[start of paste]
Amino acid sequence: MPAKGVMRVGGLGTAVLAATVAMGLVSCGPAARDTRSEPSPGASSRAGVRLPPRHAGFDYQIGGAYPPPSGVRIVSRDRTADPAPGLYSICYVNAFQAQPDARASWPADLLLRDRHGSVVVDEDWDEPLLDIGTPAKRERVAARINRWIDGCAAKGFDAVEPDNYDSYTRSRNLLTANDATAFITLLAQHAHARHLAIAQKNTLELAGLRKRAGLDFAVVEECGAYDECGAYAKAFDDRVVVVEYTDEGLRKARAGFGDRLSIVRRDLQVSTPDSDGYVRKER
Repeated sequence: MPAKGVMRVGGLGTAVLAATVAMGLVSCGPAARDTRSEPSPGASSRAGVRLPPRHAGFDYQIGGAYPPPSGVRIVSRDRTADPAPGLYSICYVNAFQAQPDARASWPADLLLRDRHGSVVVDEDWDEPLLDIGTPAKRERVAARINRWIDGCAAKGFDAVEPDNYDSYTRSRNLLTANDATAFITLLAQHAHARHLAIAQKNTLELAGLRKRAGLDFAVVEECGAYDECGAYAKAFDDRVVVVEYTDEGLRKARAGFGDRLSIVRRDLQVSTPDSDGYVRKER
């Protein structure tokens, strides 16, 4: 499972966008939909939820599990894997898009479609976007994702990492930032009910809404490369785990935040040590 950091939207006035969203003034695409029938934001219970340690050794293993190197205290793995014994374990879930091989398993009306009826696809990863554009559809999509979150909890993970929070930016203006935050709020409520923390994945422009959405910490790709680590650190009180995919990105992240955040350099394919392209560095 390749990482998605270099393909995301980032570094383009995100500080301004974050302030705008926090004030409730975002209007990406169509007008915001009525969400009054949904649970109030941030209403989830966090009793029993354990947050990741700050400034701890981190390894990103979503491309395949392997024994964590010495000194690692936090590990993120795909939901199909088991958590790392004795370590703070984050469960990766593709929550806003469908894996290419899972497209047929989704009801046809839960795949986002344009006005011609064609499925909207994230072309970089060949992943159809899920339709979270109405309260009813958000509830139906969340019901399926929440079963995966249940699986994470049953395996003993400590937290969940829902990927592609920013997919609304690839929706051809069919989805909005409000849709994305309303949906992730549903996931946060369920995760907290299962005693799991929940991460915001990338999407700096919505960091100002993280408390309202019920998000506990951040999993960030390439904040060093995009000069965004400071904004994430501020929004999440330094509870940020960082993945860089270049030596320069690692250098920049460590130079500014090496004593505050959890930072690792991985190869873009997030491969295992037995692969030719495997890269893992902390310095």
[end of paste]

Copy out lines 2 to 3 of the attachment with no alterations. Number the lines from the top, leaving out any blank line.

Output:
Repeated sequence: MPAKGVMRVGGLGTAVLAATVAMGLVSCGPAARDTRSEPSPGASSRAGVRLPPRHAGFDYQIGGAYPPPSGVRIVSRDRTADPAPGLYSICYVNAFQAQPDARASWPADLLLRDRHGSVVVDEDWDEPLLDIGTPAKRERVAARINRWIDGCAAKGFDAVEPDNYDSYTRSRNLLTANDATAFITLLAQHAHARHLAIAQKNTLELAGLRKRAGLDFAVVEECGAYDECGAYAKAFDDRVVVVEYTDEGLRKARAGFGDRLSIVRRDLQVSTPDSDGYVRKER
């Protein structure tokens, strides 16, 4: 499972966008939909939820599990894997898009479609976007994702990492930032009910809404490369785990935040040590 950091939207006035969203003034695409029938934001219970340690050794293993190197205290793995014994374990879930091989398993009306009826696809990863554009559809999509979150909890993970929070930016203006935050709020409520923390994945422009959405910490790709680590650190009180995919990105992240955040350099394919392209560095 390749990482998605270099393909995301980032570094383009995100500080301004974050302030705008926090004030409730975002209007990406169509007008915001009525969400009054949904649970109030941030209403989830966090009793029993354990947050990741700050400034701890981190390894990103979503491309395949392997024994964590010495000194690692936090590990993120795909939901199909088991958590790392004795370590703070984050469960990766593709929550806003469908894996290419899972497209047929989704009801046809839960795949986002344009006005011609064609499925909207994230072309970089060949992943159809899920339709979270109405309260009813958000509830139906969340019901399926929440079963995966249940699986994470049953395996003993400590937290969940829902990927592609920013997919609304690839929706051809069919989805909005409000849709994305309303949906992730549903996931946060369920995760907290299962005693799991929940991460915001990338999407700096919505960091100002993280408390309202019920998000506990951040999993960030390439904040060093995009000069965004400071904004994430501020929004999440330094509870940020960082993945860089270049030596320069690692250098920049460590130079500014090496004593505050959890930072690792991985190869873009997030491969295992037995692969030719495997890269893992902390310095």